story by Ryan Saylor
A proposed bill that would allow certain faculty and staff to carry a concealed firearm on college and university campuses does not sit well with at least one chancellor in the University of Arkansas System.
Paul Beran, chancellor of the University of Arkansas at Fort Smith, said he would be in favor of the system using an amendment in the bill that would allow the UA System to opt out of allowing staffers to carry on campus.
"I'm going to be loyal and support whatever the board decides we need to do. (But) as the chancellor do I think it would be a good thing for the campus? No, I do not,” Beran said.
He said the campus has a good police force that responds to incidents quickly. And although the bill, HB1243, requires training for any staff that wants to carry, he said it would not benefit his campus.
"We've not had any incidents where people, civilians with minimal training, would have been an asset in any situations that we've had here," Beran said. "I think it could put people at greater risk."
Should there be an active shooter or other risk to campus, the chancellor said an armed staff would not be an advantage.
"When you have an incident on campus, that is a crisis incident that involves gun fire of any kind, then it's going to complicate the situation considerably to have multiple people in civilian clothes with guns drawn," Beran added.
UAFS freshman Meagan Crosby of Charleston said she backed Beran's sentiments on the matter of arming faculty and staff.
"Even though the teachers have a gun, what happens if a student gets control of it," she said.
Fellow freshman Kayla Crissens, also of Charleston, said while HB1243 may provide more protection for campuses, it also comes with just as much risk.
"Gun control needs to be more regulated," Crissens added.
Students at the University of Arkansas' Fayetteville campus have also been speaking out against the bill.
On Feb. 12, the Associated Student Government (ASG) voted against a measure that would have supported HB1243.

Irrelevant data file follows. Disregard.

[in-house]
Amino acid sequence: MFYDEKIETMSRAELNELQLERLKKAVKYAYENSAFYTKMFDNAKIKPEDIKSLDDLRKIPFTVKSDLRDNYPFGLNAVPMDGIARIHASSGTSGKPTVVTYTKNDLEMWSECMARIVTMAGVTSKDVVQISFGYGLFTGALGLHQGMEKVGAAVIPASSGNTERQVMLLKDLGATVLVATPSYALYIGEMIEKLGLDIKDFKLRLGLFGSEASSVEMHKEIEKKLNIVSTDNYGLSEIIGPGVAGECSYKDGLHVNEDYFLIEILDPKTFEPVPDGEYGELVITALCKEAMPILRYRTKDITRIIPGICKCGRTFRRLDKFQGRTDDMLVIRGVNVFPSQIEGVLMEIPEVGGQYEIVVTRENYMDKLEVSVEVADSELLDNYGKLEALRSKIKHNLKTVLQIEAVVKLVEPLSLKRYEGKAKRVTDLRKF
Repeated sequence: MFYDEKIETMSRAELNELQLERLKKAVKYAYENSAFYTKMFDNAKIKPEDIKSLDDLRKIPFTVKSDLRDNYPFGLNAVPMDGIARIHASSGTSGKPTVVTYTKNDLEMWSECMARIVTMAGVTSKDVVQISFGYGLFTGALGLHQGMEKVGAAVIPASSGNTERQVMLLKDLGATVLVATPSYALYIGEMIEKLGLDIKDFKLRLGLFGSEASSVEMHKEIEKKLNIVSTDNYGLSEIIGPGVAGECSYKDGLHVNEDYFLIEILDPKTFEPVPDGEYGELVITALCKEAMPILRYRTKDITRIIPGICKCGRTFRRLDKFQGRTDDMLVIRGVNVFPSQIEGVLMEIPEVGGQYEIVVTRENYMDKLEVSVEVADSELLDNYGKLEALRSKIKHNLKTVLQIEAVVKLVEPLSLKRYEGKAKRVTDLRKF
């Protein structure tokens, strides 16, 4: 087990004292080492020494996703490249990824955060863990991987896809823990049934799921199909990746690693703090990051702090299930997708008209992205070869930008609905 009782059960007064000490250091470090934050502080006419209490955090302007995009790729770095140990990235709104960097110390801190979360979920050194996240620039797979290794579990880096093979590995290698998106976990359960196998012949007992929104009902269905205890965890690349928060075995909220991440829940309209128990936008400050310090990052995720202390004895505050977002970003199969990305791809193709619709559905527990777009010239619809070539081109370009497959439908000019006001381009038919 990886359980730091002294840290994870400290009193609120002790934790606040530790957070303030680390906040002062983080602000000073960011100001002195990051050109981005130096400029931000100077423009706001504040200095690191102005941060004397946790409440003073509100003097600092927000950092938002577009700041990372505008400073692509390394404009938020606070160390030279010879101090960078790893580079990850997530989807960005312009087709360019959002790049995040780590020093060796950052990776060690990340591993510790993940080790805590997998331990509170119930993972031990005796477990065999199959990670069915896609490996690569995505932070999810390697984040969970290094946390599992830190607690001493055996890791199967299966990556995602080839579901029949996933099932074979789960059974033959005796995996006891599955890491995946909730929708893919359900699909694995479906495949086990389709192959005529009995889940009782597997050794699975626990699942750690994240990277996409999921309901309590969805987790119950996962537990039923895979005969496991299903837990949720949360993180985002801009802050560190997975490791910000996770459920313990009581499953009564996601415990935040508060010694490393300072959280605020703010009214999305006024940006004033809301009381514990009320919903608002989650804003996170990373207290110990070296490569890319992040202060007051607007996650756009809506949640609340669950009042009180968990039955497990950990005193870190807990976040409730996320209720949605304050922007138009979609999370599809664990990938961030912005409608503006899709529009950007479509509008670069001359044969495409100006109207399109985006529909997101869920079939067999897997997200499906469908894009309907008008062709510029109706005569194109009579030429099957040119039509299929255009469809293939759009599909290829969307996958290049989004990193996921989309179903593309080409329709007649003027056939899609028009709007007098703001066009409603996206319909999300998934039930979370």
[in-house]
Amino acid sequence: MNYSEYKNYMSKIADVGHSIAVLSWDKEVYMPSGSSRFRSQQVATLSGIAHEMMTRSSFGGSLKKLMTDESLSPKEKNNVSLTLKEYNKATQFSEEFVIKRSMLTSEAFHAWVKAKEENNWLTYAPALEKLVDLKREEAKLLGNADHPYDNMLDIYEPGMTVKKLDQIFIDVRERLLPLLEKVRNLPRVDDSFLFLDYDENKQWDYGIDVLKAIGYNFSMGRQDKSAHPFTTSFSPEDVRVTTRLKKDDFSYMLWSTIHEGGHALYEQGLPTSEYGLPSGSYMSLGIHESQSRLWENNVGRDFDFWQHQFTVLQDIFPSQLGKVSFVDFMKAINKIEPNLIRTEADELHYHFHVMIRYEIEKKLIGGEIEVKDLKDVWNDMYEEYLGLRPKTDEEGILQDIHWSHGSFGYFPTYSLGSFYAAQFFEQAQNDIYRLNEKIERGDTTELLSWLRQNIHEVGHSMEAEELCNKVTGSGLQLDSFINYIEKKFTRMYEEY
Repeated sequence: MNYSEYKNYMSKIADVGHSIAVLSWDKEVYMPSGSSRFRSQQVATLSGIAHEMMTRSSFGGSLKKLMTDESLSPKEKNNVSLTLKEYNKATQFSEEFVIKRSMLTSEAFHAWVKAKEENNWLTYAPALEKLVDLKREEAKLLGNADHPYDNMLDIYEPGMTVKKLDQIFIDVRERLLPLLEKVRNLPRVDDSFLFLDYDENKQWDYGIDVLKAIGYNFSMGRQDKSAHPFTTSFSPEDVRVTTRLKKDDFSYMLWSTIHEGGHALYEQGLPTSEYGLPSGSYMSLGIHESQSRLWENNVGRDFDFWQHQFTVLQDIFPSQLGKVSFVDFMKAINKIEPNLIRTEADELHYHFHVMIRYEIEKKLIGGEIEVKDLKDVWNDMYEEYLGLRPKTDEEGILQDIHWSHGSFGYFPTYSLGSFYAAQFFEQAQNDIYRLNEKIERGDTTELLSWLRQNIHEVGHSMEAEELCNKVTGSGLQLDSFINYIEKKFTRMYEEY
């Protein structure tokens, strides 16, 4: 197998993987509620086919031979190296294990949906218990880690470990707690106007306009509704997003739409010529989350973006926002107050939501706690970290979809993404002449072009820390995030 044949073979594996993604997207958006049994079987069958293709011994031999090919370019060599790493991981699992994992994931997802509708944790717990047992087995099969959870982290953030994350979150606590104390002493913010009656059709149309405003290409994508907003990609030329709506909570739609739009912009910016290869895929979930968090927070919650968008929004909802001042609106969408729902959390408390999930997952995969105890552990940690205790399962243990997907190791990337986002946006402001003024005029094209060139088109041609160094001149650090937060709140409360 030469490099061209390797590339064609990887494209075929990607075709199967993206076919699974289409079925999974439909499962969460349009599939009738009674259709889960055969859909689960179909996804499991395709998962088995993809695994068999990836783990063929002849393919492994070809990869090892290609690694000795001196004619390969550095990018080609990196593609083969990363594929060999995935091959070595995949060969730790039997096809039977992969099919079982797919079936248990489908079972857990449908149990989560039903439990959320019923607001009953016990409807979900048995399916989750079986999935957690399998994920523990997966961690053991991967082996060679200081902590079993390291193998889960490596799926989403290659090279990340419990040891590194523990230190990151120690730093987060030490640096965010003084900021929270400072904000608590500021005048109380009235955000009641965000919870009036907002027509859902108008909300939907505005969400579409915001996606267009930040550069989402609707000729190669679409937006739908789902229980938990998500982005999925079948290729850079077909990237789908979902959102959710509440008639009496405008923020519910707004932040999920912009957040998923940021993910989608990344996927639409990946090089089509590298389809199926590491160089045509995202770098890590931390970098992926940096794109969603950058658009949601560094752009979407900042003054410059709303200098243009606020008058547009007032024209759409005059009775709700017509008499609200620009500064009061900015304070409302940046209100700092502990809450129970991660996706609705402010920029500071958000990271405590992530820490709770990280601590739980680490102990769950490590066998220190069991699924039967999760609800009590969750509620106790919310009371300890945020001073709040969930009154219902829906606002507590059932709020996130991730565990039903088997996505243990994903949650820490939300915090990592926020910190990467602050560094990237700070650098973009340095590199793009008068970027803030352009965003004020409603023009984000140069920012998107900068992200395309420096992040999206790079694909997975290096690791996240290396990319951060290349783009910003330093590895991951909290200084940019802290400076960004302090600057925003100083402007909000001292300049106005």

In a statement Feb. 13 from the group Arkansans Against Guns on Campus, ASG Sen. Ashton Williams said if passed, the bill would put staff members at colleges across the state at risk.
"You're essentially putting a red dot on every faculty and staff member's head," Williams said.
But UAFS junior Blake Dobbins of Fort Smith had a different stand on the issue.
Dobbins, who recently attended a concealed carry class, said arming faculty and staff would be a benefit for students.
"I would rather show up (to class) knowing someone is carrying a gun," he said.
Dobbins added that if the law allows for concealed carry, the university system should not opt out.
He said it is simply a matter of protection.
"A professor wouldn't go out of his way to find a shooter," Dobbins explained. "The reaction is to protect yourself."
Beran emphasized that before any decisions could be made, the bill would first have to be passed.
"The actual conversation and the reaction to it is premature at this point," Beran said.
HB1243, which was sponsored by State Rep. Charlie Collins, R-Fayetteville, passed the Arkansas House of Representatives on Friday.
Matt DeCample, a spokesman for Gov. Mike Beebe, said the governor would likely sign the bill should it pass the Senate.
"He is more comfortable with it now that it has the local option built into it," DeCample said.